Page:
Evaluating conditions of arborist equipment is a fundamental part of our training courses. Lack of maintenance, serious malfunctioning or missing safety features is a contributory factor to many accidents.
Machine choice and suitability to the task is pertinent especially when writing about top-handle saws in particular. These are often erroneously referred to as ‘one handed saws’, mainly by my domestic chainsaw trainees who will tell me how handy they are for cutting up firewood.
Professional chainsaw users that have received chainsaw training are generally aware of how this type of machinery should be used by climbing arborists in a safe manner. The one handed use should purely be restricted to situations where there is no other option to achieve a stable work position. The HSE gives a raft of advice on these saws, some of it 15 years old but relevant nevertheless. Some of these links include:
Over the years we’ve found that working older, poorer conditioned machines have proved massively helpful in building knowledge of machine features and deterioration due to neglect or abuse. We’ve often had chainsaws that are beyond repair, which hasn’t been a problem as we have a large hire selection of saws to utilise. This also reinforces the safe practice of setting such machines to one side and using safe spares, in any case preventing inadvertent use.
Before the Christmas break we ran one of our regular Aerial cutting courses. As normal, the starting point was a briefing and tree surgery kit check in the workshop. One of the students had a well used Stihl MS201TC top-handled chainsaw, and in common with many trainees, was slightly worried about bringing it along. We often have many of these chainsaws stay in the vehicles until its been confirmed that they are most welcome within the tree surgery training course. This particular saw had a few issues both with safety and general maintenance. The general issue was easily sorted with a new safety decal, however the chain brake appeared to click on and off too easily. We also found that the activating hand guard was loose, where it should have returned to a position near the front handle. I diagnosed this as a broken or missing spring. The handguard return on this type of saw is powered by a sprung metal strip, which can break, dislodge or get obstructed with excessive debris.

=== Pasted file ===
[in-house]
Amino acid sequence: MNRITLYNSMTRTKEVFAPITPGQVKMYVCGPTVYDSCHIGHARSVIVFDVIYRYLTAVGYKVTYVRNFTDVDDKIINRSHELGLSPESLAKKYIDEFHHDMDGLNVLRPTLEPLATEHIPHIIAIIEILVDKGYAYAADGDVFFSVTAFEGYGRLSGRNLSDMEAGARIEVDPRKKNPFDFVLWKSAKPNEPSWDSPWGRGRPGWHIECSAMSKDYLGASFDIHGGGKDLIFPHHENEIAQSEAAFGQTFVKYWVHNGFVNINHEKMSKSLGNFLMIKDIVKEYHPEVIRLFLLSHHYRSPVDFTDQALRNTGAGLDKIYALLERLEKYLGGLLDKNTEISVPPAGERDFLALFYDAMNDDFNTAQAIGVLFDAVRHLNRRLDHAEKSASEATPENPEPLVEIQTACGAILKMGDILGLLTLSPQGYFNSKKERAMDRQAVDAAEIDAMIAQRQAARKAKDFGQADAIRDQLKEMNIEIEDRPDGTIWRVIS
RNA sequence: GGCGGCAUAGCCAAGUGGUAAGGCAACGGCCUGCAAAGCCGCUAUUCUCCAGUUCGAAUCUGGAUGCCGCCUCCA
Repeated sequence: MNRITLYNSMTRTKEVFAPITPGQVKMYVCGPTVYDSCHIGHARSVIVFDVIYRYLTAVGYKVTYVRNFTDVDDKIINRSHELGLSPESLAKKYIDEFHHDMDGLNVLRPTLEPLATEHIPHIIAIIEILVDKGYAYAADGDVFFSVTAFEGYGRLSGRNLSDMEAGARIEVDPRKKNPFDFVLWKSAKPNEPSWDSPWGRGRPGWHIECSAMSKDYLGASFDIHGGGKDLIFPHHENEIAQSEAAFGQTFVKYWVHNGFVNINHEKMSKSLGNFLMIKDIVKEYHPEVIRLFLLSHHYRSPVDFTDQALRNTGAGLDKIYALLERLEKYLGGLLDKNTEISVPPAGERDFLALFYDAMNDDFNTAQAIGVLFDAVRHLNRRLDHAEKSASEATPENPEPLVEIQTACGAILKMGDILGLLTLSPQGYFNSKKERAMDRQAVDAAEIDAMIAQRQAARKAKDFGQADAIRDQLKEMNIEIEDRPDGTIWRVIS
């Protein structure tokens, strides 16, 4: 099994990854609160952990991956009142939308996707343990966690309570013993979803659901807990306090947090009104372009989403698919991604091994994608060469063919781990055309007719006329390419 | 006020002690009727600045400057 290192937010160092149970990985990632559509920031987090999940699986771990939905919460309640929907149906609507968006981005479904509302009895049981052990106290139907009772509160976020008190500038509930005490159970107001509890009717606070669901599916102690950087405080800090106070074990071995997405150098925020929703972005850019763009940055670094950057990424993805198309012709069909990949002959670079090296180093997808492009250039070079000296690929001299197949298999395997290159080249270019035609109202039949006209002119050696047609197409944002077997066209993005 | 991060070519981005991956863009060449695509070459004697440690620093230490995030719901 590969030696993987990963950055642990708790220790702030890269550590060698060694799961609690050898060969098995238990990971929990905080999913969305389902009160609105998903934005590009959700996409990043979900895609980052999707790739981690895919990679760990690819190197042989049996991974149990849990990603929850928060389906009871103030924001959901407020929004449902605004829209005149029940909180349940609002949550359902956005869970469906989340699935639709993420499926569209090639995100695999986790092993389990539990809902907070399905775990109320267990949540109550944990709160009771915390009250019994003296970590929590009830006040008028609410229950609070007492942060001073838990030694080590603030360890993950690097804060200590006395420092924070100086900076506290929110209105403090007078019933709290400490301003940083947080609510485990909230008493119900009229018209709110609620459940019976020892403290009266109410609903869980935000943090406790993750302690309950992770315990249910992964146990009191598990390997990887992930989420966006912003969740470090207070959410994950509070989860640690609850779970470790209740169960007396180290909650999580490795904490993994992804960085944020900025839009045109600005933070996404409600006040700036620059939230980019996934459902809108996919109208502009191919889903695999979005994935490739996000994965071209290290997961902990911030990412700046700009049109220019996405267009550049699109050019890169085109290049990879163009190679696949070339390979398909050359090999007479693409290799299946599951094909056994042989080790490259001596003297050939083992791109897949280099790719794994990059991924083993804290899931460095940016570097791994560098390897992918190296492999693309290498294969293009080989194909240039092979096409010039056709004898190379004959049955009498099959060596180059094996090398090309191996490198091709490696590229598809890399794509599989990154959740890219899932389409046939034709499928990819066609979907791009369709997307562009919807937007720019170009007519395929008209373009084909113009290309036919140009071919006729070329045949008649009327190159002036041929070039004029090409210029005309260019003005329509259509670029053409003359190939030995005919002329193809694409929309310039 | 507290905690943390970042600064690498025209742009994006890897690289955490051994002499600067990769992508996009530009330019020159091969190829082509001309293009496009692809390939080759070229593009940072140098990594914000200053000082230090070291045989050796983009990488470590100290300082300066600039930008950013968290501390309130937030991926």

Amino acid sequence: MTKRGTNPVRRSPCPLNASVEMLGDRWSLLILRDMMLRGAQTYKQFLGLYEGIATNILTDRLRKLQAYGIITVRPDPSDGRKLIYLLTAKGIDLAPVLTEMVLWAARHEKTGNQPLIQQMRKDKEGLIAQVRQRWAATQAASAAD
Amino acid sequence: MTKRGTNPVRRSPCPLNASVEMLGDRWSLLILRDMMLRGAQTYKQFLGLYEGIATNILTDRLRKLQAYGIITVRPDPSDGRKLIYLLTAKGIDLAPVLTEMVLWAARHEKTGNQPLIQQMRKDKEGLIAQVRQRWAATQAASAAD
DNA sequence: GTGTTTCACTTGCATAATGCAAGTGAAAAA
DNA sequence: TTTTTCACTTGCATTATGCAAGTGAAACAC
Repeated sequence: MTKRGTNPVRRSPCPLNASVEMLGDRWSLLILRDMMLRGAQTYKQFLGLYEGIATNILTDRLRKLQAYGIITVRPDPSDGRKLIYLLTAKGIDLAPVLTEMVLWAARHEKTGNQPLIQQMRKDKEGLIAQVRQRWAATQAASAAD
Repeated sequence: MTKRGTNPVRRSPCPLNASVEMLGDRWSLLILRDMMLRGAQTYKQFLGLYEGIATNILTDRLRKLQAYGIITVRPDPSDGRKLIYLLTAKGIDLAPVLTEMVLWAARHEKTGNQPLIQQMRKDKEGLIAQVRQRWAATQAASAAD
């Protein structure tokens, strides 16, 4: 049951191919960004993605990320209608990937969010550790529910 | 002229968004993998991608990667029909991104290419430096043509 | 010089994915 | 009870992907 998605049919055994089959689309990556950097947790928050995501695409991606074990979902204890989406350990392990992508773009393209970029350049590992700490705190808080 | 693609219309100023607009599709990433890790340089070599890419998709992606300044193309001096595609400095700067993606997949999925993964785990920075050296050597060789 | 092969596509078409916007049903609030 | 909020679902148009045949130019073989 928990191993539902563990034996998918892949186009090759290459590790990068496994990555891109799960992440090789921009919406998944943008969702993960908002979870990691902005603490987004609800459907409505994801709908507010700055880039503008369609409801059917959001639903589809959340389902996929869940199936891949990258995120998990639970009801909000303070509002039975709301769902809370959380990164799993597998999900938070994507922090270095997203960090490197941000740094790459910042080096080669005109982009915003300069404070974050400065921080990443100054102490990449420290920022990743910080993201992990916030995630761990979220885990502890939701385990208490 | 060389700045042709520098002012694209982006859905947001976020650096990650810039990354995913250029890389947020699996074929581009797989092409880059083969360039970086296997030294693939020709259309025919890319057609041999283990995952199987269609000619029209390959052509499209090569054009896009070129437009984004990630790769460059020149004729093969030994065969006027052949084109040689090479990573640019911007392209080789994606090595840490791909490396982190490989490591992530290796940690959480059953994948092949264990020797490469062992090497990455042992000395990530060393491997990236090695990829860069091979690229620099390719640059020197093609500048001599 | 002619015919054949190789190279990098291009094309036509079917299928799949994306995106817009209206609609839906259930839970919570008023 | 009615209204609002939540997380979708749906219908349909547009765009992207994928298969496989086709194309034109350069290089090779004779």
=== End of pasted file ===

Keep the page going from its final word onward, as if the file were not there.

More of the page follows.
With the side casing removed, the torx screws holding the chain brake mechanism cover in place can be undone. This cover then levers out to reveal the workings of the chain brake. If at this point other, easily-fixed problems were found - the chainsaw can simply be cleaned out with a brush or compressed air.
Excessive debris might justify removal of the entire set of parts, and here the spring strip was broken, making complete disassembly essential. The main chain brake spring was removed from the retaining peg, with the band then being prized out. A tiny clip held the actuating mechanism in place. The handguard was levered off its locating peg, which was then separated to reveal the locating structure below, which turned out to be broken as well.
A trip to our local Stihl, Husqvarna and soon to be Makita dealer, Lamberhurst Engineering quickly produced the parts we needed to perform the fix and after a clean of the housing, they were reassembled.
Result – chain brake handle positively springs back to correct position and whole mechanism works with lighter pressure.
Get in touch with us to discuss any of our tree climbing training and chainsaw training courses.